A patent is essentially a limited monopoly whereby the patent holder is granted the exclusive right to make, use, and sell the patented innovation for a limited period of time. The five primary requirements for patentability are: (1) patentable subject matter, (2) utility, (3) novelty, (4) nonobviousness, and (5) enablement. The Patent Law Treaty (PLT) aims at harmonizing national patent formalities throughout the world. It is designed to streamline and harmonize formal requirements set by national or regional Patent Offices with respect to the filing of national or regional patent applications and the maintenance of patents and certain additional requirements related to patents or patent applications, for example, communications, representation or recordation of changes concerning patents and patent applications. According to an impact assessment, the implementation of the PLT was considered to have positive impacts on users, particularly in terms of simplification of procedures.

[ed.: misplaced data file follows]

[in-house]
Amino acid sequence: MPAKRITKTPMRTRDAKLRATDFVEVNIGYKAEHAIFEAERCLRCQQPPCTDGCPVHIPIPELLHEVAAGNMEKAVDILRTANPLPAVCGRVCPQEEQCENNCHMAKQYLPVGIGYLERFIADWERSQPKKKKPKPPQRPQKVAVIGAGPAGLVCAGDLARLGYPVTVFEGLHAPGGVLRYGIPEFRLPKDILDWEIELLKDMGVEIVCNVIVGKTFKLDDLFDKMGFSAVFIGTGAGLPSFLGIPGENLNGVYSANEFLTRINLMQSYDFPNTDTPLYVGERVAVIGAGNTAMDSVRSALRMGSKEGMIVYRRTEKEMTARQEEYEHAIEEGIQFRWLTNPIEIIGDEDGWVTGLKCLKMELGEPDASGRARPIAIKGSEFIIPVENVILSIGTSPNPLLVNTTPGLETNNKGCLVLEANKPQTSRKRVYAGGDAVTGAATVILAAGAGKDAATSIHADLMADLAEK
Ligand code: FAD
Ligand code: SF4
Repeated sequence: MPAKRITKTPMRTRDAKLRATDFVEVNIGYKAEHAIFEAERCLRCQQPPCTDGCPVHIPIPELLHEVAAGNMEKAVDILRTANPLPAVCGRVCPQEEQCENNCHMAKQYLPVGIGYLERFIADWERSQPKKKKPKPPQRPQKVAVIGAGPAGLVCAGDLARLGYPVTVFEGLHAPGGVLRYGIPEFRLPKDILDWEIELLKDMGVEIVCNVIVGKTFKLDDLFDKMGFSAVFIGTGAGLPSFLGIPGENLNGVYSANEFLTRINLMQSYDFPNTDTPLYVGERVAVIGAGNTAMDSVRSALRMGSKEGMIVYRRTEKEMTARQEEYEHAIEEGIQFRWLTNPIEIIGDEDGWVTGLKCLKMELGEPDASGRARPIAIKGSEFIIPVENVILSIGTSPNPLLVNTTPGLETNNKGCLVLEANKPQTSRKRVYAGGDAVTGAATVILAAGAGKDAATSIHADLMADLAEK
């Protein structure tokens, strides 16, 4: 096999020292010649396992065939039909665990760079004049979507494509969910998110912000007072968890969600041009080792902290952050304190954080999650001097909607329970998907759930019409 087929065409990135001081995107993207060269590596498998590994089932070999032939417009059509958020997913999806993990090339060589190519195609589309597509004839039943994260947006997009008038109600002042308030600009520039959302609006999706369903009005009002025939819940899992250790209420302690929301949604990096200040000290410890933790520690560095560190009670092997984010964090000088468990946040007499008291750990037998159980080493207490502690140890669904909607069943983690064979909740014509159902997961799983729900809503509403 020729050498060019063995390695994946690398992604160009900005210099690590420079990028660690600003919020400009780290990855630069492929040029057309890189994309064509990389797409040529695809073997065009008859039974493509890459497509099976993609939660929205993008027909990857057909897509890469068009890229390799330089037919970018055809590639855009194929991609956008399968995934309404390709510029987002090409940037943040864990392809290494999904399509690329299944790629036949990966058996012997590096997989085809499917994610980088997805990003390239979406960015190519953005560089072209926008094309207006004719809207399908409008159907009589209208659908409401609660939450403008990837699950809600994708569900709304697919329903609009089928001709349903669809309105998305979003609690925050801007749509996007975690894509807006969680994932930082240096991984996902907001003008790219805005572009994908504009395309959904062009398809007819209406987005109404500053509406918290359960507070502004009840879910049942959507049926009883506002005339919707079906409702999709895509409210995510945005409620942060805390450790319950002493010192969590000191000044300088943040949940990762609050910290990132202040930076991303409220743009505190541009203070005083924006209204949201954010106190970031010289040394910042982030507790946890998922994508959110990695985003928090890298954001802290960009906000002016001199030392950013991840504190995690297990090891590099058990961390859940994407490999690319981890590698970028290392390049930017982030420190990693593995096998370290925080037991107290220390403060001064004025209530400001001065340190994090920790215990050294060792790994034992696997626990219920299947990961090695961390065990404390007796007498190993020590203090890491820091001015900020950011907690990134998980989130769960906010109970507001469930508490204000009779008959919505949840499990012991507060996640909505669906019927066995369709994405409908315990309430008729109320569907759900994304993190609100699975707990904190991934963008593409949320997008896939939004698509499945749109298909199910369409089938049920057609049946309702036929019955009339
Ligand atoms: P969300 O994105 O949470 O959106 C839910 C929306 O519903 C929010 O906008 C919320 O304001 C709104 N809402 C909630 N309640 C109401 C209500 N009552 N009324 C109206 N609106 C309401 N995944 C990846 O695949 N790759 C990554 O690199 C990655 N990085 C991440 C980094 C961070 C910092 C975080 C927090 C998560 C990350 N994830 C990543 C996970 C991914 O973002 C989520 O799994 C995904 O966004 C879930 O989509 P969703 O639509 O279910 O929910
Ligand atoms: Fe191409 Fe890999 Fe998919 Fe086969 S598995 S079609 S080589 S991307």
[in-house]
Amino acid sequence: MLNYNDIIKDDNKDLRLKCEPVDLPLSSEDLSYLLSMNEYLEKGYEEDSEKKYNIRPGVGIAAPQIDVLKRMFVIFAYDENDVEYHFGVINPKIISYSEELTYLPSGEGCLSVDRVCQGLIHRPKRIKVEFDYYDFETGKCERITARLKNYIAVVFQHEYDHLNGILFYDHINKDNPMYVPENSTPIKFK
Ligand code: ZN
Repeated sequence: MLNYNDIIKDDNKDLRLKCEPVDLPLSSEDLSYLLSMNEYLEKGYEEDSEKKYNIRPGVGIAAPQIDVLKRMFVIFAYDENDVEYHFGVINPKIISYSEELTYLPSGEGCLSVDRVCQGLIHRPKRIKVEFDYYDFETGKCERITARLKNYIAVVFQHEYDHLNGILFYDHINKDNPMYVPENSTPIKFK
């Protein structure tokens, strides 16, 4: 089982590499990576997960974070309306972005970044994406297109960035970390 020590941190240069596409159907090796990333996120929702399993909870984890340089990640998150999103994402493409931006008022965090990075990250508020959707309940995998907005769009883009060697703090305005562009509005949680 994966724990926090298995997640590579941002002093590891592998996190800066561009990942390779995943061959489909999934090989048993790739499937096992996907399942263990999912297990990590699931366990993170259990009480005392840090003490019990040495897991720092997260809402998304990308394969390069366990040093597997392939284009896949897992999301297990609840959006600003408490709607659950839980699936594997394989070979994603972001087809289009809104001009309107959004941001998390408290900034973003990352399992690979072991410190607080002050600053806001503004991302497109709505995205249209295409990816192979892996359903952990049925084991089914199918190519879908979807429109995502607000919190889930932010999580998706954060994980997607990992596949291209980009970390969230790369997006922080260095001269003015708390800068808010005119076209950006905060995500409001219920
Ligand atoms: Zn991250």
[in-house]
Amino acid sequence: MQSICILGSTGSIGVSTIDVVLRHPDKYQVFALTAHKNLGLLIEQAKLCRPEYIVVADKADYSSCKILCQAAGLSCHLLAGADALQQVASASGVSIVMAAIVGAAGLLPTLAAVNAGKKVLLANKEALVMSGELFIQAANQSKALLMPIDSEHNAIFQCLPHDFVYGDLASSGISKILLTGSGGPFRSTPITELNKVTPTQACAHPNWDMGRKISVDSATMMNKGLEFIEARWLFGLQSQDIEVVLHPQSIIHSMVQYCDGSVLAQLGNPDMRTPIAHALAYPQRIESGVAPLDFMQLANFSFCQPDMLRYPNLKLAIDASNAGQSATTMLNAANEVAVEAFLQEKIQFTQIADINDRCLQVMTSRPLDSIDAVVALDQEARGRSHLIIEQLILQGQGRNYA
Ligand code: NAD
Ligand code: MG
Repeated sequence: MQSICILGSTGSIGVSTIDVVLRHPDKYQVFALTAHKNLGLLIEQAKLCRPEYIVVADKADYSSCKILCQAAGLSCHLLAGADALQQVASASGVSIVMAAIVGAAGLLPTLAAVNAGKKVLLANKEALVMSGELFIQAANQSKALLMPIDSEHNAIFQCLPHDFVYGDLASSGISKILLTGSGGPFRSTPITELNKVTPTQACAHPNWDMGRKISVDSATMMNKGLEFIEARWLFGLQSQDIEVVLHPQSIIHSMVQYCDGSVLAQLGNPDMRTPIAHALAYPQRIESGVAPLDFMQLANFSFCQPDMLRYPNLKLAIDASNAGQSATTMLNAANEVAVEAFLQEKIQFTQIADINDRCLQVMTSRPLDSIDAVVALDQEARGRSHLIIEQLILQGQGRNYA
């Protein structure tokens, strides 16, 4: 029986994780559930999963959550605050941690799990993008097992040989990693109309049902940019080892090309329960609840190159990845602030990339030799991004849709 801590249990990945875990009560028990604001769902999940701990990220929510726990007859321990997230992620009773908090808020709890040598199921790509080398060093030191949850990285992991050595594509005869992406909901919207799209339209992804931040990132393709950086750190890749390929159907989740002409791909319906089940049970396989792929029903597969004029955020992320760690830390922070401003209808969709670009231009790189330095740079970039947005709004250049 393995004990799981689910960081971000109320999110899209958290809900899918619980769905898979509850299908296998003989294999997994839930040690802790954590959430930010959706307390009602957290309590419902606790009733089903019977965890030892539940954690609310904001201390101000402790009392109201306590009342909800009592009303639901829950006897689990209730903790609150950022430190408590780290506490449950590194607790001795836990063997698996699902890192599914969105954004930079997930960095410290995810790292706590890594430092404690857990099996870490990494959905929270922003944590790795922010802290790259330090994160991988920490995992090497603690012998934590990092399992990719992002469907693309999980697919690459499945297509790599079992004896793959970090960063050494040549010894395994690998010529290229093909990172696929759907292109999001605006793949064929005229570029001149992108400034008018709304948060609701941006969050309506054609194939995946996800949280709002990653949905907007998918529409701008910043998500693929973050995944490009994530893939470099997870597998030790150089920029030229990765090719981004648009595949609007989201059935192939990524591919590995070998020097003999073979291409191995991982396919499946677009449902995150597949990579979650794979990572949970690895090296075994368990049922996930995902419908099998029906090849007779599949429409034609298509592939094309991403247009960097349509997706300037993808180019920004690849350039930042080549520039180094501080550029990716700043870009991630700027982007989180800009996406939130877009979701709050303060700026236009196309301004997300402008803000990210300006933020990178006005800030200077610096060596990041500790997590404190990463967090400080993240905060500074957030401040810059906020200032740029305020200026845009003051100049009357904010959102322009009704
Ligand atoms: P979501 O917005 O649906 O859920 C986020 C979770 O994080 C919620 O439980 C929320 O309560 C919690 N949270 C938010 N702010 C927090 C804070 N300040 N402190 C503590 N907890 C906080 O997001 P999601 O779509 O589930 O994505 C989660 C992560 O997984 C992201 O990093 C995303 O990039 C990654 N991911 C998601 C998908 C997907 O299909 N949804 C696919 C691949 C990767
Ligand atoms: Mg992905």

The impact factor of journal provides quantitative assessment tool for grading, evaluating, sorting and comparing journals of similar kind. It reflects the average number of citations to recent articles published in science and social science journals in a particular year or period, and is frequently used as a proxy for the relative importance of a journal within its field. It is first devised by Eugene Garfield, the founder of the Institute for Scientific Information. The impact factor of a journal is evaluated by dividing the number of current year citations to the source items published in that journal during the previous two years.
Last date updated on June, 2014